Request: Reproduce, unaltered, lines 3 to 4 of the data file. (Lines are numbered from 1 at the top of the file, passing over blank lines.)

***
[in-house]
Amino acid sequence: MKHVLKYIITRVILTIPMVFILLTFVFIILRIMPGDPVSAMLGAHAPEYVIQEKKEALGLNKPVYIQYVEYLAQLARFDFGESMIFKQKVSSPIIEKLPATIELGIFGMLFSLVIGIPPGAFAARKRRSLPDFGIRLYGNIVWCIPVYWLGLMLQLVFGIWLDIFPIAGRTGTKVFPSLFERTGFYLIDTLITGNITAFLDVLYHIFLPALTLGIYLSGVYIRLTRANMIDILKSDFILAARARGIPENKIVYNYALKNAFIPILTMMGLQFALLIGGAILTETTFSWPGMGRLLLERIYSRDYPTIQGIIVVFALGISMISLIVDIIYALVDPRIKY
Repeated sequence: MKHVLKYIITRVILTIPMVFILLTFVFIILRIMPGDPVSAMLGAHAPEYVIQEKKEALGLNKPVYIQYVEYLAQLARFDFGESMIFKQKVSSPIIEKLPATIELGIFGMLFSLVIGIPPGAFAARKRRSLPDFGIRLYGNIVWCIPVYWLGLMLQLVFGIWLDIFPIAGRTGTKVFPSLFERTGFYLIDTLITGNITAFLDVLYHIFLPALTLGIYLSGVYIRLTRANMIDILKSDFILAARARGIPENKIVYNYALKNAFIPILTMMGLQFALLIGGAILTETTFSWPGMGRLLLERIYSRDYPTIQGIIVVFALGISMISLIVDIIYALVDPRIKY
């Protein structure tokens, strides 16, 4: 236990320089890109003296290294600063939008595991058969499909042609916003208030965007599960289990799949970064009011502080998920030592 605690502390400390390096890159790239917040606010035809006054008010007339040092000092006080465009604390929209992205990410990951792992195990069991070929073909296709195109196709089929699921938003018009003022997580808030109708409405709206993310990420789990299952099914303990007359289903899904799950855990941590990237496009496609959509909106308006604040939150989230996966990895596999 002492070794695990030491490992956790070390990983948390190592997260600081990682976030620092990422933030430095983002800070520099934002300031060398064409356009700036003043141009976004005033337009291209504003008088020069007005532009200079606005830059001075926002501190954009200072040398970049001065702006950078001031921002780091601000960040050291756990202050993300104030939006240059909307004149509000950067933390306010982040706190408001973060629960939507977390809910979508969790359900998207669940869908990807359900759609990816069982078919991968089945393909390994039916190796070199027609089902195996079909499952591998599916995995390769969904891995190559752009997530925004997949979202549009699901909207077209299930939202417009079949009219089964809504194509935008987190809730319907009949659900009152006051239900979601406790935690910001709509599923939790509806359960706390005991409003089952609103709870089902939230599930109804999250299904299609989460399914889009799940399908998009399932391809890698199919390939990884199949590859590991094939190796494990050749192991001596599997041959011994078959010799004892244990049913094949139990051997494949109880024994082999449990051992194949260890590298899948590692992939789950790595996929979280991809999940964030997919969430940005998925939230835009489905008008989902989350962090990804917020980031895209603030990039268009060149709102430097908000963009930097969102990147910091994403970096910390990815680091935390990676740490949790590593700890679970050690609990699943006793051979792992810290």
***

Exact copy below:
Repeated sequence: MKHVLKYIITRVILTIPMVFILLTFVFIILRIMPGDPVSAMLGAHAPEYVIQEKKEALGLNKPVYIQYVEYLAQLARFDFGESMIFKQKVSSPIIEKLPATIELGIFGMLFSLVIGIPPGAFAARKRRSLPDFGIRLYGNIVWCIPVYWLGLMLQLVFGIWLDIFPIAGRTGTKVFPSLFERTGFYLIDTLITGNITAFLDVLYHIFLPALTLGIYLSGVYIRLTRANMIDILKSDFILAARARGIPENKIVYNYALKNAFIPILTMMGLQFALLIGGAILTETTFSWPGMGRLLLERIYSRDYPTIQGIIVVFALGISMISLIVDIIYALVDPRIKY
């Protein structure tokens, strides 16, 4: 236990320089890109003296290294600063939008595991058969499909042609916003208030965007599960289990799949970064009011502080998920030592 605690502390400390390096890159790239917040606010035809006054008010007339040092000092006080465009604390929209992205990410990951792992195990069991070929073909296709195109196709089929699921938003018009003022997580808030109708409405709206993310990420789990299952099914303990007359289903899904799950855990941590990237496009496609959509909106308006604040939150989230996966990895596999 002492070794695990030491490992956790070390990983948390190592997260600081990682976030620092990422933030430095983002800070520099934002300031060398064409356009700036003043141009976004005033337009291209504003008088020069007005532009200079606005830059001075926002501190954009200072040398970049001065702006950078001031921002780091601000960040050291756990202050993300104030939006240059909307004149509000950067933390306010982040706190408001973060629960939507977390809910979508969790359900998207669940869908990807359900759609990816069982078919991968089945393909390994039916190796070199027609089902195996079909499952591998599916995995390769969904891995190559752009997530925004997949979202549009699901909207077209299930939202417009079949009219089964809504194509935008987190809730319907009949659900009152006051239900979601406790935690910001709509599923939790509806359960706390005991409003089952609103709870089902939230599930109804999250299904299609989460399914889009799940399908998009399932391809890698199919390939990884199949590859590991094939190796494990050749192991001596599997041959011994078959010799004892244990049913094949139990051997494949109880024994082999449990051992194949260890590298899948590692992939789950790595996929979280991809999940964030997919969430940005998925939230835009489905008008989902989350962090990804917020980031895209603030990039268009060149709102430097908000963009930097969102990147910091994403970096910390990815680091935390990676740490949790590593700890679970050690609990699943006793051979792992810290």